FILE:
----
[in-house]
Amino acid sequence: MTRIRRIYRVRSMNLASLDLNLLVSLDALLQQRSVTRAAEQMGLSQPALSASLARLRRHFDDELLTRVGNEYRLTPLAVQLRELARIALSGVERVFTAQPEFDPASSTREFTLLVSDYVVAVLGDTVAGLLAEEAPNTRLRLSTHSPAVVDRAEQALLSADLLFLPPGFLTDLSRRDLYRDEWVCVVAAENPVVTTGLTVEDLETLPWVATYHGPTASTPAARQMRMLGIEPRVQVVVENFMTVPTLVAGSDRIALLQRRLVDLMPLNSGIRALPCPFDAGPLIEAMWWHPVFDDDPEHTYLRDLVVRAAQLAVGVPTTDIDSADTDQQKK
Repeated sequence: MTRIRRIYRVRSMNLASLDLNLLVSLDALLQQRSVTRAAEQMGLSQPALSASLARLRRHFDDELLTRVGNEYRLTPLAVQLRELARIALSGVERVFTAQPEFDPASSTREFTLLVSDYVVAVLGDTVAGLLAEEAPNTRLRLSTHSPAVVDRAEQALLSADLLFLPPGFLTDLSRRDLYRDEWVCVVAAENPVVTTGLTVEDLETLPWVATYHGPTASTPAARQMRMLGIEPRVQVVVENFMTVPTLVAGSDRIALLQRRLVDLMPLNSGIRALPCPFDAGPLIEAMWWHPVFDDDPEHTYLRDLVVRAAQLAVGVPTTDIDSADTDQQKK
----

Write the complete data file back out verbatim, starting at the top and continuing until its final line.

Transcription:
[in-house]
Amino acid sequence: MTRIRRIYRVRSMNLASLDLNLLVSLDALLQQRSVTRAAEQMGLSQPALSASLARLRRHFDDELLTRVGNEYRLTPLAVQLRELARIALSGVERVFTAQPEFDPASSTREFTLLVSDYVVAVLGDTVAGLLAEEAPNTRLRLSTHSPAVVDRAEQALLSADLLFLPPGFLTDLSRRDLYRDEWVCVVAAENPVVTTGLTVEDLETLPWVATYHGPTASTPAARQMRMLGIEPRVQVVVENFMTVPTLVAGSDRIALLQRRLVDLMPLNSGIRALPCPFDAGPLIEAMWWHPVFDDDPEHTYLRDLVVRAAQLAVGVPTTDIDSADTDQQKK
Repeated sequence: MTRIRRIYRVRSMNLASLDLNLLVSLDALLQQRSVTRAAEQMGLSQPALSASLARLRRHFDDELLTRVGNEYRLTPLAVQLRELARIALSGVERVFTAQPEFDPASSTREFTLLVSDYVVAVLGDTVAGLLAEEAPNTRLRLSTHSPAVVDRAEQALLSADLLFLPPGFLTDLSRRDLYRDEWVCVVAAENPVVTTGLTVEDLETLPWVATYHGPTASTPAARQMRMLGIEPRVQVVVENFMTVPTLVAGSDRIALLQRRLVDLMPLNSGIRALPCPFDAGPLIEAMWWHPVFDDDPEHTYLRDLVVRAAQLAVGVPTTDIDSADTDQQKK